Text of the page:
Audio editing can take lots of practice before it becomes fun. First, you want to make sure you record good audio elements in the .wav format at the source. This will avoid major headaches. Having proper workflow is also very important and can also avoid lots of migraines. So is saving your edited audio material at different junctures of a project. I would use folders labelled such as ... unedited audio tracks, selected audio tracks, edited audio tracks ... and always copy and paste your newly edited selections into your latest folder, so that older folders have all the original audio.
When you get going, and you've recorded all the material you need, you also want to audio storyboard your story, and know which sounds you want, and then work on each, and trim them down to perfection separately. Do the same process for nat sounds and interviews, and also single out your room tones in case you need them. For nat sounds, you want to have 20 to 30 seconds to work with. You want a nat sound for each scene, and each interview. For interview sounds, get the part that is self-contained and has lots of energy or controversy and the one which helps tell your story. If editing into a soundbite, it's easier to make a cut in the middle of a sentence than in the beginning. You also want to make sure to cut long pauses and uhs and ahs out. Once you have all these clean tracks separated and identified in a proper folder, it will make it much faster for you to do your final edits.
THE IMPORTANCE OF AUDIO AT THE SOURCE
Above is an example of collecting really good nat sounds. Even though this is a lesson about audio editing, the point is the sound you capture at the source is much more important than any audio editing skill you have.
WORKFLOWS AND SOFTWARE
Here's a really good link on a good workflow for audio editing.
Audio editing software used at the student level generally includes Audacity, which is free and works well (but don't forget to add an mp3 plugin), Amadeus, which works very well for simple operations and doesn't cost much, and Adobe Audition, which is well worth learning if it's available in your classroom. Popular, free ones, which are fun to practice with also include Garage Band and even Imovie with just the audio. Some podcasters use Hindenburg Systems which has a cheaper version. It allows easy publishing to podcasts and multimedia systems. Pro Tools is the gold standard in the industry but it’s expensive. It does have a free version now you can try with. Here's a really good tutorial for Pro Tools.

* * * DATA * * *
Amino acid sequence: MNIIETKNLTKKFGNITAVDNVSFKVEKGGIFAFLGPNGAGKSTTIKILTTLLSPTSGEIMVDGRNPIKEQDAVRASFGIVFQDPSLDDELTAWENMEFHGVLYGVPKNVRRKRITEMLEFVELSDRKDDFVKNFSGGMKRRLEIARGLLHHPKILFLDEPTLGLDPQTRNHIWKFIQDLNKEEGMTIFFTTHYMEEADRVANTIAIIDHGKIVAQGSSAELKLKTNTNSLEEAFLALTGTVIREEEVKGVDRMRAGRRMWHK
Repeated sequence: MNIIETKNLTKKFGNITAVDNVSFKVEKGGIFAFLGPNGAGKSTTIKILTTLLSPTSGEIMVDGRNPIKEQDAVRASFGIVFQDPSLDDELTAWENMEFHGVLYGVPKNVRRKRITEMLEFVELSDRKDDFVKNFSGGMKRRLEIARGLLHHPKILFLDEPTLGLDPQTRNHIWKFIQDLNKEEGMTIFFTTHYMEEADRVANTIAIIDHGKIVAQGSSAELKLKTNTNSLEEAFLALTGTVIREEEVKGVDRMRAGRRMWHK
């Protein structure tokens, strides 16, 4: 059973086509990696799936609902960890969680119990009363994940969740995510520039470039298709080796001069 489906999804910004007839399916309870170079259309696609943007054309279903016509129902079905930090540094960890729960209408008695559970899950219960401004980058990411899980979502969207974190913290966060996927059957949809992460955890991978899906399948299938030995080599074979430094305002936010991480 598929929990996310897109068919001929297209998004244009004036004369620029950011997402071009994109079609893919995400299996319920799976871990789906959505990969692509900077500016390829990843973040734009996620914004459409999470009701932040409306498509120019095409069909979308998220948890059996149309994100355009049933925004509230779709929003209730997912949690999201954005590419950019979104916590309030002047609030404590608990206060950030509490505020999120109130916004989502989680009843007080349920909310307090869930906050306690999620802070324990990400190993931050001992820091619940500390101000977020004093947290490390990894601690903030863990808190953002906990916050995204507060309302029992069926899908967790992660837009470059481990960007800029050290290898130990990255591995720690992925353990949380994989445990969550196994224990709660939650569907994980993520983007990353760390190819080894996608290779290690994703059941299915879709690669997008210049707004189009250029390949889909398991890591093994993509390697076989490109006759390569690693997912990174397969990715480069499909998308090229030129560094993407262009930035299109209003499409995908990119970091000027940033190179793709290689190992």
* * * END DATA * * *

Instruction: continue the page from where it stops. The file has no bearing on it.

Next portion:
AUDIO EDITING TUTORIALS
There are tons of links on audio editing available, such as this one on best practices for Audacity: http://multimedia.journalism.berkeley.edu/tutorials/audacity/audio-editing/. Here's a simple manual for Audacity and a really good tutorial.
You can also learn with videos. Here's one for Audacity, and another.
Below is one which shows a good workflow, and practice session with Audacity.
Here's one which describes most of the basic editing process with Amadeus.
DO's AND DONT's OF AUDIO EDITING
Now, we come to my very general list of audio editing do's and don'ts. As a visual person, I find it takes more time to edit audio on its own, than audio with video. Editing audio can be frustrating and take lots of time, but the goal to make the final result seamless and music to a listener's ear should be well worth the time.
DOs: Use fades, multitrack sliding with lots of nats, quotes bleeding into nats and voiced script smoothly and appropriately, boost and lower sounds if need be individually, add room tone underneath when needed for bridges, listen to your audio with and without headphones. Step away from your audio editing from time to time to have a fresh perspective. Have someone else listen to your rough edit to see if anything weird or strange sticks out to them. Always save what you are doing and know where and with what name you are saving your files. When you are done, export as an mp3.
DON'Ts: Avoid abrupt cuts and endings, unnatural fades, edits that are too tight, using hot/fried audio or audio that does not sound good, instances where talk is doubled up or two loud, similar noises are on top of each other, sloppy interview bites, with cussing, incoherent thoughts, leaving nats on for too long or when they become annoying to listen to... And something many students do .... DON"T NORMALIZE ALL AUDIO TOGETHER. That's like applying automatic settings to everything, which usually leads to poor, uneven results, since your audio material may come from many different sources. Normalize only as a last resort.
If you found this tutorial useful, check out other installments. Here's the full list of chapters from my audio tutorials:
Teaching Audio -- Instilling Passion
Teaching Audio part 1 -- Recording Audio
Teaching Audio part 2 -- Writing for the Ear
Teaching Audio part 3 -- Audio Editing
Teaching Audio part 4 -- Sound Effects, Using Music and Audio Libraries
Teaching Audio part 5 -- Anchor Leads, News Writing, Judgment and Features
Teaching Audio part 6 -- Voicing
Teaching Audio part 7 -- On the Scene Reporting
Teaching Audio part 8 -- Interviews
Teaching Audio part 9 -- Newscasts and Stacking the News
Teaching Audio part 10 -- Commercials
Teaching Audio part 11 -- Raising Your Game
Teaching Audio part 12 -- Podcasting Intro
Teaching Audio part 13 -- Window Dressing
Teaching Audio part 14 -- Podcast Lists
Teaching Audio part 15 -- Big Podcasts, Little City
Teaching Audio part 16 -- Listening to Podcasts and Publishing your Own
Teaching Audio, part 17 -- Joining Podcast Communities
Teaching Audio, part 18 -- Podcasting for PR
Teaching Audio, part 19 -- Promoting Your Podcast
Teaching Audio, part 20 -- Making Money in Podcasting
Teaching Audio, part 21 -- Building a Career in Audio